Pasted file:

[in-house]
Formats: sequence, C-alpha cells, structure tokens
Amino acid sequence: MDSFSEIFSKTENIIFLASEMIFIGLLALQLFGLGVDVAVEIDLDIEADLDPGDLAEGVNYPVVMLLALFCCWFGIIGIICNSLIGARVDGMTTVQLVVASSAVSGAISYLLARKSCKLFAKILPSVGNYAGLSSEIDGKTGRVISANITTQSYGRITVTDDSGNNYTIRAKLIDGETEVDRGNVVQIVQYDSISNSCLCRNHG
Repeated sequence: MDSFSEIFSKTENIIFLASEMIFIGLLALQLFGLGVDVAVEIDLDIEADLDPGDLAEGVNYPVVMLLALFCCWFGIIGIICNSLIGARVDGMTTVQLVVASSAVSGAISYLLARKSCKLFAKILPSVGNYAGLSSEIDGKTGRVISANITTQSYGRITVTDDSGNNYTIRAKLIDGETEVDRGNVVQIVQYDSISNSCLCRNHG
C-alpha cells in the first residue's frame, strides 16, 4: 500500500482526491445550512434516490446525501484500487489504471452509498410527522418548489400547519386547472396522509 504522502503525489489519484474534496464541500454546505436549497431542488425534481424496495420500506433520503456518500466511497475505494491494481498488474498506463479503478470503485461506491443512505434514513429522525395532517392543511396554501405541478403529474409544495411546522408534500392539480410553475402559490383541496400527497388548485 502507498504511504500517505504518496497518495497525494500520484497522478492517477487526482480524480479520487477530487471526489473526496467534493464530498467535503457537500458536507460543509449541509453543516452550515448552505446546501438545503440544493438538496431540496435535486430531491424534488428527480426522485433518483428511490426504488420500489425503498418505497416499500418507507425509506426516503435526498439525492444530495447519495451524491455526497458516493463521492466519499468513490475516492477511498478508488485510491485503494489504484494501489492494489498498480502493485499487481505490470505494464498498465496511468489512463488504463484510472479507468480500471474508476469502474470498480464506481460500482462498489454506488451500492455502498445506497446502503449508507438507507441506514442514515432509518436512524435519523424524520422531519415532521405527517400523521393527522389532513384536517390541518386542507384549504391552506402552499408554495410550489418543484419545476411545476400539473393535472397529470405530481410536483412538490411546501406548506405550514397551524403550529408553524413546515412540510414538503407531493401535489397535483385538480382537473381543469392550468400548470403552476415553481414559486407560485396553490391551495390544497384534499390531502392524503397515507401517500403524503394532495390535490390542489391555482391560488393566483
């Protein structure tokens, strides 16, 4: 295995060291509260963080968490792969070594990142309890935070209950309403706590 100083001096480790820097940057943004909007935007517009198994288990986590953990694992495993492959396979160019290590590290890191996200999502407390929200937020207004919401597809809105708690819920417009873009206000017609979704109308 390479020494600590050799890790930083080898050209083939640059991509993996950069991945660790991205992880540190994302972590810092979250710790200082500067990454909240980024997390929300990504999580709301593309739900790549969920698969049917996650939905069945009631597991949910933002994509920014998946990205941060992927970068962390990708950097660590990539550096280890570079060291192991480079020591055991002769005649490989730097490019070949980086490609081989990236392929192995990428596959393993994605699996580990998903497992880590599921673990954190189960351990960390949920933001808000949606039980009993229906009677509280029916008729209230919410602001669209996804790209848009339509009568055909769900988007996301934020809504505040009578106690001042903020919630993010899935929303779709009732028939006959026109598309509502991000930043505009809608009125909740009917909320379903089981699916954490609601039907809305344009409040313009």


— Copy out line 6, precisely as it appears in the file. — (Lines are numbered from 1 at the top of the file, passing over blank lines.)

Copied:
């Protein structure tokens, strides 16, 4: 295995060291509260963080968490792969070594990142309890935070209950309403706590 100083001096480790820097940057943004909007935007517009198994288990986590953990694992495993492959396979160019290590590290890191996200999502407390929200937020207004919401597809809105708690819920417009873009206000017609979704109308 390479020494600590050799890790930083080898050209083939640059991509993996950069991945660790991205992880540190994302972590810092979250710790200082500067990454909240980024997390929300990504999580709301593309739900790549969920698969049917996650939905069945009631597991949910933002994509920014998946990205941060992927970068962390990708950097660590990539550096280890570079060291192991480079020591055991002769005649490989730097490019070949980086490609081989990236392929192995990428596959393993994605699996580990998903497992880590599921673990954190189960351990960390949920933001808000949606039980009993229906009677509280029916008729209230919410602001669209996804790209848009339509009568055909769900988007996301934020809504505040009578106690001042903020919630993010899935929303779709009732028939006959026109598309509502991000930043505009809608009125909740009917909320379903089981699916954490609601039907809305344009409040313009």